Media Specialist Sarah Thrasher has been introducing students and teachers to Lifeliqe, a science software that allows students to explore 3-D models of everything from atoms to engines to elephants on district iPads.

With Lifeliqe, students can rotate animal models 360 degrees and take photos that match up with their natural habitat, zoom in and out of a volcano model while learning about the structure and conditions of eruptions, take notes and quiz themselves on the names of bones on a model of the human skeletal system and more.

“It just takes concepts and makes them extremely visual,” Mrs. Thrasher said. “Things that are hard to visualize because they’re super small or inside your body or places that you never get to go to, (students are) able to see it so clearly and play with it and manipulate it.”

Mrs. Thrasher first taught Lifeliqe to sixth-graders, including her daughter, Evalyn, during their twice-weekly digital safety class, where students explore a variety of technology projects.

“The kids are so excited about it. The times that they were on it in here, it was like, ‘Oh my gosh, when do I get to play with this again?’ They were really into it, and not just because it’s fun new technology to click around, but they were really using the program and clicking through the different parts of the body and reading about them,” Mrs. Thrasher said. “It was really awesome.”

The Lifeliqe program was brought to the district through a grant from the West Geauga Educational Foundation, which funded five iPad Pros, keyboards and pens for the iPads and the Lifeliqe software licenses. The new iPads will be available for students to use in the library, and Mrs. Thrasher will be loading Lifeliqe onto a cart of older iPads so teachers can use the technology in classrooms, she said.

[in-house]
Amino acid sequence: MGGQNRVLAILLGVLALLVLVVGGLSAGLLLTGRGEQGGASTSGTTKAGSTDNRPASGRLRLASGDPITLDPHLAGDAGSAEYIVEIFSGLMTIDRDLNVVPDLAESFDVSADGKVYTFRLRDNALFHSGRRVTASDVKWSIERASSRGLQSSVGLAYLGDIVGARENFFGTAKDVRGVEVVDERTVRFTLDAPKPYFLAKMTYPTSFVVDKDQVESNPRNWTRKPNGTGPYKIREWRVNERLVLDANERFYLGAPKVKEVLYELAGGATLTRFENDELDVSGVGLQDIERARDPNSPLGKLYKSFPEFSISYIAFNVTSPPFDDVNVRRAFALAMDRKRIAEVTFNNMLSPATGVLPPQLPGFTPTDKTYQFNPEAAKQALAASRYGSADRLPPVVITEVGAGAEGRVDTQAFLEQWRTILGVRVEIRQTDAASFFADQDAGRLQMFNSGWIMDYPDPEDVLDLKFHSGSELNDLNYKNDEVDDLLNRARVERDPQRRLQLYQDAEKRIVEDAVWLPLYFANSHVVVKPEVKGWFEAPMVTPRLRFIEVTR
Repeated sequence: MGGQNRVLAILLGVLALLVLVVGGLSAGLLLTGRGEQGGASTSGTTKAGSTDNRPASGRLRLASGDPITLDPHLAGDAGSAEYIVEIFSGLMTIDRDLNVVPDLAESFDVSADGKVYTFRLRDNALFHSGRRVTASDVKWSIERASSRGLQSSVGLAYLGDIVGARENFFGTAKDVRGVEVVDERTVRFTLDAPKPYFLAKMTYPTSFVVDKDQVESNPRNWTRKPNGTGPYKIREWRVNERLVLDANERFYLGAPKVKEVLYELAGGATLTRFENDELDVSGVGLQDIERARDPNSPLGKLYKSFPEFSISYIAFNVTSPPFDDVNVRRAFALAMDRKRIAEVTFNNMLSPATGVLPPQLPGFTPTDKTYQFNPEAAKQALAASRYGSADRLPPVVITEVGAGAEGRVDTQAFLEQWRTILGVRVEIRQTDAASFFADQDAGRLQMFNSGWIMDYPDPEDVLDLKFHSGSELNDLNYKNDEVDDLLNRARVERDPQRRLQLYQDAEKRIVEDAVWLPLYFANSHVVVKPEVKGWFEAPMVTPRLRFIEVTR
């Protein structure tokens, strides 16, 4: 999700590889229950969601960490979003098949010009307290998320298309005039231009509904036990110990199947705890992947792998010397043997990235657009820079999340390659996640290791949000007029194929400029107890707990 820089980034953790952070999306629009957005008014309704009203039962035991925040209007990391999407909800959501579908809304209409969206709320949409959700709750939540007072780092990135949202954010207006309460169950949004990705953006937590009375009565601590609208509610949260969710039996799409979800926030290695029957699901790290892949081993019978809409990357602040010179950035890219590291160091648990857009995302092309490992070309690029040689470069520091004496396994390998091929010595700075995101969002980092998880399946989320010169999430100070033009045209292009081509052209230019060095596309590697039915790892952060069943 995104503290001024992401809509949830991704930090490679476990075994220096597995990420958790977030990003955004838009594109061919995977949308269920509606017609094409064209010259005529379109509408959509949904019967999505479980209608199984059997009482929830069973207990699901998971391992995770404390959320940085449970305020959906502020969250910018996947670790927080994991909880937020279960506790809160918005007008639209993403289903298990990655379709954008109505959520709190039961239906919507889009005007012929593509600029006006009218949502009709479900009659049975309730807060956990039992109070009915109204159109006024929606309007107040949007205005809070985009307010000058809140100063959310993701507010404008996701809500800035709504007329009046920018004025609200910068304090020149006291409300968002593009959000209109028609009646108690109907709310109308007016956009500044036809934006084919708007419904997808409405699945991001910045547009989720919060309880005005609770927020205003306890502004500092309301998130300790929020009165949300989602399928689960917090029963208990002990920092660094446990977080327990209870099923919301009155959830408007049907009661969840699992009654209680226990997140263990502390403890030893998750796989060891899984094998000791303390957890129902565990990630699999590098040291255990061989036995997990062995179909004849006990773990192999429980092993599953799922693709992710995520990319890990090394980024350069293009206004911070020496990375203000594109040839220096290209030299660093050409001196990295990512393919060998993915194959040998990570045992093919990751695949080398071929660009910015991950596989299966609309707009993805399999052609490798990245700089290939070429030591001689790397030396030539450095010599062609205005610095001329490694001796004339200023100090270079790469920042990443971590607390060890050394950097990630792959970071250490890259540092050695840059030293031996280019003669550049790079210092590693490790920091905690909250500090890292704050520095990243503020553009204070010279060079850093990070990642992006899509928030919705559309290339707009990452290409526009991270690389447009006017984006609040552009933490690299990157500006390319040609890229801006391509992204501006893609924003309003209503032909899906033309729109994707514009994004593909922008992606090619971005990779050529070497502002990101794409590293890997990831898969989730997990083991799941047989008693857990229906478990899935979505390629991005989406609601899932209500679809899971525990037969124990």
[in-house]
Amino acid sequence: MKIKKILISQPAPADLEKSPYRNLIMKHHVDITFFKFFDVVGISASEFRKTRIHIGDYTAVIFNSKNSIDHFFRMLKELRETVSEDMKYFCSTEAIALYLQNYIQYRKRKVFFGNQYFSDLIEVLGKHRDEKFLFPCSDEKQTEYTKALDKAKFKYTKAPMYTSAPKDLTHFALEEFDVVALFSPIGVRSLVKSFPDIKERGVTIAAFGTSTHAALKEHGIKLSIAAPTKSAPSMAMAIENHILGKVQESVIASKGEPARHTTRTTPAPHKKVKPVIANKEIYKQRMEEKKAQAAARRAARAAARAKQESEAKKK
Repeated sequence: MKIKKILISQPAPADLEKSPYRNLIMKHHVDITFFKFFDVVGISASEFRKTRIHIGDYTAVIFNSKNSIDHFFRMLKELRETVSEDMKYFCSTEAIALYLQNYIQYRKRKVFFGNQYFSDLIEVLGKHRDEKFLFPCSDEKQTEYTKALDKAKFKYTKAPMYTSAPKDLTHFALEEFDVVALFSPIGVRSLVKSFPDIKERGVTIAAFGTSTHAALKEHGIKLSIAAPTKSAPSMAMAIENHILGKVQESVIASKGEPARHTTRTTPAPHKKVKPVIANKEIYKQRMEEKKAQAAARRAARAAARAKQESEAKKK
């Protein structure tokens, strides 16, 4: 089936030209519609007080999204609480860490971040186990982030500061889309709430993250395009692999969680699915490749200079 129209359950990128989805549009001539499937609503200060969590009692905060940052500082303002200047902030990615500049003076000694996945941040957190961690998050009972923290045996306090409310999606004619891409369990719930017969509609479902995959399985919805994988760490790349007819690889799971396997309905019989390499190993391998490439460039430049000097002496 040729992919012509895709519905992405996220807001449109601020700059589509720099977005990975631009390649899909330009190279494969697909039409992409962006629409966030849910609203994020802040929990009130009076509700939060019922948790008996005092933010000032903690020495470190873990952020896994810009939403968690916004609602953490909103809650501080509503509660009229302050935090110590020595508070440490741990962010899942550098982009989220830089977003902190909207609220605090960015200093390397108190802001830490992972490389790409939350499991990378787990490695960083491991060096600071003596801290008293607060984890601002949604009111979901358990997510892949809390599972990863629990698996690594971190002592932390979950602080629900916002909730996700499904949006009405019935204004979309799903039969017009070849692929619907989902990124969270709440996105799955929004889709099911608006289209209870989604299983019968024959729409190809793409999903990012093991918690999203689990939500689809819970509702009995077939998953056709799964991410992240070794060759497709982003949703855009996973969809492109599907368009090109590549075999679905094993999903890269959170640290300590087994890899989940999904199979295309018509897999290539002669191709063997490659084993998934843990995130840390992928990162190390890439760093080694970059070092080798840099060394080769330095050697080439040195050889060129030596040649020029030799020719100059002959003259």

“It was cool to use,” Evalyn, 11, said. “I feel like it would be a good resource to use if you need to learn about the human body.”

Principal Jim Kish said Lifeliqe is another addition to the middle school and district’s goal to integrate more technology into the classroom.

“Kids are constantly inundated with technology, and everything we can make available to them in a technological format is wonderful,” he said. “(Lifeliqe is) a wonderful program that complements our regular curriculum and gets kids excited about science.”

Mr. Kish said it’s important to have someone like Mrs. Thrasher on the lookout for new technologies as education continues to evolve to meet the needs of students who grew up with technology like tablet computers at their fingertips.

“That position traditionally was a librarian, and the whole dynamic of the library has changed into a media center as we call it now, and it’s been a wonderful, wonderful opportunity to have somebody like Sarah in that position who’s looking at new and innovative technologies,” he said.

Mrs. Thrasher said she is constantly seeking to stay up to date on where technology and education trends are moving and enjoys that her role as media specialist means she can bring new ideas to the school community.

“Why would I not, especially when grant funds are waiting and all you got to do is write it and apply and then go present on it?” she said. “That’s one of the things I really like about my job is I teach teachers and I teach kids.”